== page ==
I assumed wrong. He wanted to speak with me because Little Bear had been trying so hard and being so sensible both in PE and football that the coach was super impressed. He told me that he and the other boy, who usually have to be separated from one another due to constantly dysregulating one another, had been so sensible they had been allowed to play on the same team. There had been a foul and the coach felt sure this would lead to familiar difficulties. Instead, one had helped the other up in a very sports manly fashion. He wanted to tell me how proud he was of Little Bear; how much he was standing out for him in school, for all the right reasons, and how much he loves him.

The coach is a young guy (God, I’m old) but he just seems to understand children like Little Bear. He doesn’t automatically see naughtiness where others might. He also seems to understand instinctively, that as a parent of a child with behaviour challenges, sometimes you really need to hear good news. I thanked him and attempted to express the loveliness of what he had just done without A. crying or B. hugging him inappropriately.

Yep, we were at the top of the rollercoaster alright. The coach had taken Little Bear to his teacher and had a similar conversation with him too, so I felt confident that the following day would continue to bring positives.

Wowzers. It had been a long time since we’d had a run of positives and it was most welcome.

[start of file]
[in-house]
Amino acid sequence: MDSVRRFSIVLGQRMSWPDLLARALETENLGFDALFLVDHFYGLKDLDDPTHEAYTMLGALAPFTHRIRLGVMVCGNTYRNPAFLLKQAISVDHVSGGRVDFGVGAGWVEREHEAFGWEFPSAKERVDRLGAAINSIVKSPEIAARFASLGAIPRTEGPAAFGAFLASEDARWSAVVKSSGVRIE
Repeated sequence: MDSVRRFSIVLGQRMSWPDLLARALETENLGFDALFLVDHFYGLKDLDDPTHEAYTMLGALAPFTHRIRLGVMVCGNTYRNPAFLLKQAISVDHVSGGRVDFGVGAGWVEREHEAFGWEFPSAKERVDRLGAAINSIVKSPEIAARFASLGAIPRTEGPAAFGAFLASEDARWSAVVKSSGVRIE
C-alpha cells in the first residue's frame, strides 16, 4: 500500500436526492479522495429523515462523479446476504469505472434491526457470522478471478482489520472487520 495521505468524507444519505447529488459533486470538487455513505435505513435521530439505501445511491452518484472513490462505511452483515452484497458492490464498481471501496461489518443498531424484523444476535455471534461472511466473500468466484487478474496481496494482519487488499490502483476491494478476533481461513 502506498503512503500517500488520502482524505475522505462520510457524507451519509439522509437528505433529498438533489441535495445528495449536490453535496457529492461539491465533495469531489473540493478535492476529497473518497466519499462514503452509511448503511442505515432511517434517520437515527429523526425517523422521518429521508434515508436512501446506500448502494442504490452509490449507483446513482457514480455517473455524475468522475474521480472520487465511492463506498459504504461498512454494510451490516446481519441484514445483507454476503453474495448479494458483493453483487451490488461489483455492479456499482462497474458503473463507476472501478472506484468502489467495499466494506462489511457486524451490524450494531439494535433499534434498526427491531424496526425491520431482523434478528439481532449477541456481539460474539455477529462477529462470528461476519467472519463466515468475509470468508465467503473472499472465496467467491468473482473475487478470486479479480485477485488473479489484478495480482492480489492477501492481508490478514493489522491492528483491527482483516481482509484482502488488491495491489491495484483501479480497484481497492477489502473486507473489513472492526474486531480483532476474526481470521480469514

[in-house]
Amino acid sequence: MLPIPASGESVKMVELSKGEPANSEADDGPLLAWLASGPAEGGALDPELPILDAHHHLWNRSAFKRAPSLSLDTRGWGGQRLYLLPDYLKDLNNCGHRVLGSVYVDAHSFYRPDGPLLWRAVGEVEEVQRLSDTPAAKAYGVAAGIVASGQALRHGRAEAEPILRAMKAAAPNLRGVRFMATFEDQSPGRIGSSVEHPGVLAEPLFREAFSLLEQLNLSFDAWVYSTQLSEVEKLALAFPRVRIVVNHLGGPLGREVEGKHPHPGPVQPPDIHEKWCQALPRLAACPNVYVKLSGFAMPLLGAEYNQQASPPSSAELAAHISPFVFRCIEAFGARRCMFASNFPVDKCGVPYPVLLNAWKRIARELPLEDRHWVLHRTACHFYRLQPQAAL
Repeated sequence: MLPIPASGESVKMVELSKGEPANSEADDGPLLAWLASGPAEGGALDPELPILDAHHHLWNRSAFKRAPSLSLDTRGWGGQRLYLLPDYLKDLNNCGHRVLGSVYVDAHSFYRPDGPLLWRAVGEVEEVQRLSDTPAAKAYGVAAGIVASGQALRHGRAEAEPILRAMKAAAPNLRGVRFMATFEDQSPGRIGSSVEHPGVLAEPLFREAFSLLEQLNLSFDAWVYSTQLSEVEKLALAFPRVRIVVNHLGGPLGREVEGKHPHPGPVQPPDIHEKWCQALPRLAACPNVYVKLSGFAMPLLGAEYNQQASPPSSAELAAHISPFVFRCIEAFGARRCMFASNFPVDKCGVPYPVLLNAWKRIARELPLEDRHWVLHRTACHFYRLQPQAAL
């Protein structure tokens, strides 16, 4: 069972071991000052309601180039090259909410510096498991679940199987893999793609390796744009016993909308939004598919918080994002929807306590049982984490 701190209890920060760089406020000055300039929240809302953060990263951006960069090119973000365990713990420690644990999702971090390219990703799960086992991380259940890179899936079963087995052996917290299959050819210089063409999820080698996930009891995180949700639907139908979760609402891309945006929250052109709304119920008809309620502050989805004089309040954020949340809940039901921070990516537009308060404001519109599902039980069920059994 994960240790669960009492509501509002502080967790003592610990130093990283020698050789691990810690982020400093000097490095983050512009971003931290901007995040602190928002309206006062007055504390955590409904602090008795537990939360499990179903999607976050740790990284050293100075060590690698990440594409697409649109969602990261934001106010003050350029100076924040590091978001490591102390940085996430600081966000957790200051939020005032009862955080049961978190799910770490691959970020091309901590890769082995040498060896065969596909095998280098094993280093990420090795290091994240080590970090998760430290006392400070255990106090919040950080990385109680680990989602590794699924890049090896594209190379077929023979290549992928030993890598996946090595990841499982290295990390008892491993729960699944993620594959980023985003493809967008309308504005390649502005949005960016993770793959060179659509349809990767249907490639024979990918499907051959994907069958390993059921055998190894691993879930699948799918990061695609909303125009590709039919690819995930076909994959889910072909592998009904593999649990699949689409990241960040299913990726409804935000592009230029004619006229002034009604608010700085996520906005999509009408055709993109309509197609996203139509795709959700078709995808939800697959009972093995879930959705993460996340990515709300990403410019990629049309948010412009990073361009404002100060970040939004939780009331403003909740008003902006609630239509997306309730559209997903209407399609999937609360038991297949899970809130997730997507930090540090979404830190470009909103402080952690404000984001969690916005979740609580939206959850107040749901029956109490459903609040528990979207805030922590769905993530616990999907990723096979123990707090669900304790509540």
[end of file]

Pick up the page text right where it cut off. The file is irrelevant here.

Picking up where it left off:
I was totally blindsided then, when Little Bear woke in the middle of the night incredibly distressed by a nightmare. I have to admit I slept through the drama and poor Grizzly ended up getting in the spare bed with him, even though he was working. But I certainly knew all about it in the morning when Little Bear feigned illness and announced he wasn’t going to school, the second he saw me. Cue a very difficult school run, school refusal and a very tricky ten to fifteen minutes cajoling an in turn sad and angry Little Bear to stay in the building. It took so long the playground had been locked and I had to escape through the school.

It’s funny how a bad drop off can really set the mood for your day. You can’t help worrying about how they are and half expecting a phone call. I did get a call, at break time, but it was mostly to reassure me. He wasn’t on top form but he was doing ok. I’ve never had a call for reassuring purposes before, perhaps school really were getting to grips with what might help us.

I think we were all in peril in Little Bear’s dream, which had triggered attachment and separation anxiety things again. What a shame after such a positive few days! Eeh, well. The rollercoaster plummets and you just have to ride it.

The next day was better. Just a blip. Up we went again.

On Friday, a different teacher opened Little Bear’s door and my heart sank a little. The school have introduced a new curriculum this term, which I feel pretty excited about, but none of us had really extrapolated what that meant for Little Bear. It means having a teacher who doesn’t know him and whom he doesn’t have a trusting relationship with every Friday. Hmm. His TA was there though, I reassured myself.

When I picked him up that evening, he was pale and furious looking. “Did you have a good day, darling?” was met with a very definite ‘no’. And things deteriorated from there. The evening part was ok but by bedtime, Little Bear was refusing to go upstairs, trying to break things, calling us names and threatening to punch me in the face. I somehow managed bedtime safely but it wasn’t exactly enjoyable.